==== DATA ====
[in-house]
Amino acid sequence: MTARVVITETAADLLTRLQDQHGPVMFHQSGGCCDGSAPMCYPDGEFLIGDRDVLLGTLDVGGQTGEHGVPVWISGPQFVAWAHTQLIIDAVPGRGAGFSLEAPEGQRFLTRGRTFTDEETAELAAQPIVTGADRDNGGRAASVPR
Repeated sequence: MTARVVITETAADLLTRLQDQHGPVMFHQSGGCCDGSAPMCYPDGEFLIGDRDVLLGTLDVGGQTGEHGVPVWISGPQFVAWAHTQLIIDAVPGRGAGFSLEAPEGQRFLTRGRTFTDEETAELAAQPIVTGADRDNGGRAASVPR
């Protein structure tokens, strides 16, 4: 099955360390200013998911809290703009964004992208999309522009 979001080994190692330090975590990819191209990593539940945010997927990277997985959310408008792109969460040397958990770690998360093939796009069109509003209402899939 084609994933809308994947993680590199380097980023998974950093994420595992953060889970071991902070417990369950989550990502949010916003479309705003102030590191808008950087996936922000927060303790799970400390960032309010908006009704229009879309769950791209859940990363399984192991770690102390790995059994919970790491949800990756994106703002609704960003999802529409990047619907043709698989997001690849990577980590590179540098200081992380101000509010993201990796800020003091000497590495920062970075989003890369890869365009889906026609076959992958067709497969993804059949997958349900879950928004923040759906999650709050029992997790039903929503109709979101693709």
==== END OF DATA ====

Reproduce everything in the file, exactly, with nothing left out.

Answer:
[in-house]
Amino acid sequence: MTARVVITETAADLLTRLQDQHGPVMFHQSGGCCDGSAPMCYPDGEFLIGDRDVLLGTLDVGGQTGEHGVPVWISGPQFVAWAHTQLIIDAVPGRGAGFSLEAPEGQRFLTRGRTFTDEETAELAAQPIVTGADRDNGGRAASVPR
Repeated sequence: MTARVVITETAADLLTRLQDQHGPVMFHQSGGCCDGSAPMCYPDGEFLIGDRDVLLGTLDVGGQTGEHGVPVWISGPQFVAWAHTQLIIDAVPGRGAGFSLEAPEGQRFLTRGRTFTDEETAELAAQPIVTGADRDNGGRAASVPR
């Protein structure tokens, strides 16, 4: 099955360390200013998911809290703009964004992208999309522009 979001080994190692330090975590990819191209990593539940945010997927990277997985959310408008792109969460040397958990770690998360093939796009069109509003209402899939 084609994933809308994947993680590199380097980023998974950093994420595992953060889970071991902070417990369950989550990502949010916003479309705003102030590191808008950087996936922000927060303790799970400390960032309010908006009704229009879309769950791209859940990363399984192991770690102390790995059994919970790491949800990756994106703002609704960003999802529409990047619907043709698989997001690849990577980590590179540098200081992380101000509010993201990796800020003091000497590495920062970075989003890369890869365009889906026609076959992958067709497969993804059949997958349900879950928004923040759906999650709050029992997790039903929503109709979101693709």